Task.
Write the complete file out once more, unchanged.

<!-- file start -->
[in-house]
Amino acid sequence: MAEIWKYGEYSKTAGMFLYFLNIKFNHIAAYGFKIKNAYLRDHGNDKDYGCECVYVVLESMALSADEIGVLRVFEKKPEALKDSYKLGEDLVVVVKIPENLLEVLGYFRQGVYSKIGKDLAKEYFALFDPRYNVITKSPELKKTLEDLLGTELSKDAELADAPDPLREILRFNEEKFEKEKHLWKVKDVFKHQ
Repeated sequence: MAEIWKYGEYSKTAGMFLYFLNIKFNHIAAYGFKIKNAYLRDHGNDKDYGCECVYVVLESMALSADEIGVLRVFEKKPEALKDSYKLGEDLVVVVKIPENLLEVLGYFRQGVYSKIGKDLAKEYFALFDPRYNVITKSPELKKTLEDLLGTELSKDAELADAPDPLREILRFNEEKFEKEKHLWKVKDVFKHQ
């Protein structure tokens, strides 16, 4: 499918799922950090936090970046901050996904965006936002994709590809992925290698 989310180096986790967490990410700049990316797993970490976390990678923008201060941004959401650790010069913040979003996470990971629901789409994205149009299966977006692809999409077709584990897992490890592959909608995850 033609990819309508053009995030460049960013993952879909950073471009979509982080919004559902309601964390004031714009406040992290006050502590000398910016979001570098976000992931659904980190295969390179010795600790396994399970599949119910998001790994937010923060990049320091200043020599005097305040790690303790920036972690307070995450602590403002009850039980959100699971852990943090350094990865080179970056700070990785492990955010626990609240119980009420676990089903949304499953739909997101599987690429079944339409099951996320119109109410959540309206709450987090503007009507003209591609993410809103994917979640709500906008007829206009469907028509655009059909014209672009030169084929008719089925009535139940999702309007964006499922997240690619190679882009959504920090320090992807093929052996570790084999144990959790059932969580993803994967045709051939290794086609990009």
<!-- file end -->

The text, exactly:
[in-house]
Amino acid sequence: MAEIWKYGEYSKTAGMFLYFLNIKFNHIAAYGFKIKNAYLRDHGNDKDYGCECVYVVLESMALSADEIGVLRVFEKKPEALKDSYKLGEDLVVVVKIPENLLEVLGYFRQGVYSKIGKDLAKEYFALFDPRYNVITKSPELKKTLEDLLGTELSKDAELADAPDPLREILRFNEEKFEKEKHLWKVKDVFKHQ
Repeated sequence: MAEIWKYGEYSKTAGMFLYFLNIKFNHIAAYGFKIKNAYLRDHGNDKDYGCECVYVVLESMALSADEIGVLRVFEKKPEALKDSYKLGEDLVVVVKIPENLLEVLGYFRQGVYSKIGKDLAKEYFALFDPRYNVITKSPELKKTLEDLLGTELSKDAELADAPDPLREILRFNEEKFEKEKHLWKVKDVFKHQ
């Protein structure tokens, strides 16, 4: 499918799922950090936090970046901050996904965006936002994709590809992925290698 989310180096986790967490990410700049990316797993970490976390990678923008201060941004959401650790010069913040979003996470990971629901789409994205149009299966977006692809999409077709584990897992490890592959909608995850 033609990819309508053009995030460049960013993952879909950073471009979509982080919004559902309601964390004031714009406040992290006050502590000398910016979001570098976000992931659904980190295969390179010795600790396994399970599949119910998001790994937010923060990049320091200043020599005097305040790690303790920036972690307070995450602590403002009850039980959100699971852990943090350094990865080179970056700070990785492990955010626990609240119980009420676990089903949304499953739909997101599987690429079944339409099951996320119109109410959540309206709450987090503007009507003209591609993410809103994917979640709500906008007829206009469907028509655009059909014209672009030169084929008719089925009535139940999702309007964006499922997240690619190679882009959504920090320090992807093929052996570790084999144990959790059932969580993803994967045709051939290794086609990009």